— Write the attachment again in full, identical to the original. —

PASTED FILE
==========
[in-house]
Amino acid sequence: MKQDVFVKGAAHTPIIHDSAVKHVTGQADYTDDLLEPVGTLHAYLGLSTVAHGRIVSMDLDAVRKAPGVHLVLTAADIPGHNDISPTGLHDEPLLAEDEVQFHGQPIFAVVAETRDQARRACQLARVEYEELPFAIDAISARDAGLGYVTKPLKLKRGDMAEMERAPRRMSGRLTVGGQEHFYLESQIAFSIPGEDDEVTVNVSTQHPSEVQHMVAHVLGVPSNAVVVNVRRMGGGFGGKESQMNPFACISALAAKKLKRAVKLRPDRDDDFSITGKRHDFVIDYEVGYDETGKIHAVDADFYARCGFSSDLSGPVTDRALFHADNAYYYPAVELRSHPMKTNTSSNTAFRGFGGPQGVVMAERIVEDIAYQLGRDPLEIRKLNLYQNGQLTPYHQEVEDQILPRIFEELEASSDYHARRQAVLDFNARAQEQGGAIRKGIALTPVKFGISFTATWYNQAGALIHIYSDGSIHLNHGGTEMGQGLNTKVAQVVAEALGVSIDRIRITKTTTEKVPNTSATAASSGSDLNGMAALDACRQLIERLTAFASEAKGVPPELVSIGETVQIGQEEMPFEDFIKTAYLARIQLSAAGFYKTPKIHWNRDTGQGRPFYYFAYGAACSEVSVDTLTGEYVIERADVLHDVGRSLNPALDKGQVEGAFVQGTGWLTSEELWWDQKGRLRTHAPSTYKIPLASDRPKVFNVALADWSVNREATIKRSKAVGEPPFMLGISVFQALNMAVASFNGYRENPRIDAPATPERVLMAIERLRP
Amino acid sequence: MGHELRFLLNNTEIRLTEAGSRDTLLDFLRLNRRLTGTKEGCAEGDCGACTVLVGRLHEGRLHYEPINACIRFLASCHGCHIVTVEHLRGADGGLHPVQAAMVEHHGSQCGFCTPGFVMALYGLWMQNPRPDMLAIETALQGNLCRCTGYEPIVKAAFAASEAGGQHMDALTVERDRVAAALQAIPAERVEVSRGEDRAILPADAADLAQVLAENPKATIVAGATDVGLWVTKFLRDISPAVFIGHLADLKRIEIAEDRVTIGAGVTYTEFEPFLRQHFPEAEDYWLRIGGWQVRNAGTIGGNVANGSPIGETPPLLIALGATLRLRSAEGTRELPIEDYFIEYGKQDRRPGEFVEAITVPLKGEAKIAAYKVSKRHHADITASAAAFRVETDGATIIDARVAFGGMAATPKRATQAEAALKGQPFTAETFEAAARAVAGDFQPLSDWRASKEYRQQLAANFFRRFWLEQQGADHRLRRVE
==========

[in-house]
Amino acid sequence: MKQDVFVKGAAHTPIIHDSAVKHVTGQADYTDDLLEPVGTLHAYLGLSTVAHGRIVSMDLDAVRKAPGVHLVLTAADIPGHNDISPTGLHDEPLLAEDEVQFHGQPIFAVVAETRDQARRACQLARVEYEELPFAIDAISARDAGLGYVTKPLKLKRGDMAEMERAPRRMSGRLTVGGQEHFYLESQIAFSIPGEDDEVTVNVSTQHPSEVQHMVAHVLGVPSNAVVVNVRRMGGGFGGKESQMNPFACISALAAKKLKRAVKLRPDRDDDFSITGKRHDFVIDYEVGYDETGKIHAVDADFYARCGFSSDLSGPVTDRALFHADNAYYYPAVELRSHPMKTNTSSNTAFRGFGGPQGVVMAERIVEDIAYQLGRDPLEIRKLNLYQNGQLTPYHQEVEDQILPRIFEELEASSDYHARRQAVLDFNARAQEQGGAIRKGIALTPVKFGISFTATWYNQAGALIHIYSDGSIHLNHGGTEMGQGLNTKVAQVVAEALGVSIDRIRITKTTTEKVPNTSATAASSGSDLNGMAALDACRQLIERLTAFASEAKGVPPELVSIGETVQIGQEEMPFEDFIKTAYLARIQLSAAGFYKTPKIHWNRDTGQGRPFYYFAYGAACSEVSVDTLTGEYVIERADVLHDVGRSLNPALDKGQVEGAFVQGTGWLTSEELWWDQKGRLRTHAPSTYKIPLASDRPKVFNVALADWSVNREATIKRSKAVGEPPFMLGISVFQALNMAVASFNGYRENPRIDAPATPERVLMAIERLRP
Amino acid sequence: MGHELRFLLNNTEIRLTEAGSRDTLLDFLRLNRRLTGTKEGCAEGDCGACTVLVGRLHEGRLHYEPINACIRFLASCHGCHIVTVEHLRGADGGLHPVQAAMVEHHGSQCGFCTPGFVMALYGLWMQNPRPDMLAIETALQGNLCRCTGYEPIVKAAFAASEAGGQHMDALTVERDRVAAALQAIPAERVEVSRGEDRAILPADAADLAQVLAENPKATIVAGATDVGLWVTKFLRDISPAVFIGHLADLKRIEIAEDRVTIGAGVTYTEFEPFLRQHFPEAEDYWLRIGGWQVRNAGTIGGNVANGSPIGETPPLLIALGATLRLRSAEGTRELPIEDYFIEYGKQDRRPGEFVEAITVPLKGEAKIAAYKVSKRHHADITASAAAFRVETDGATIIDARVAFGGMAATPKRATQAEAALKGQPFTAETFEAAARAVAGDFQPLSDWRASKEYRQQLAANFFRRFWLEQQGADHRLRRVE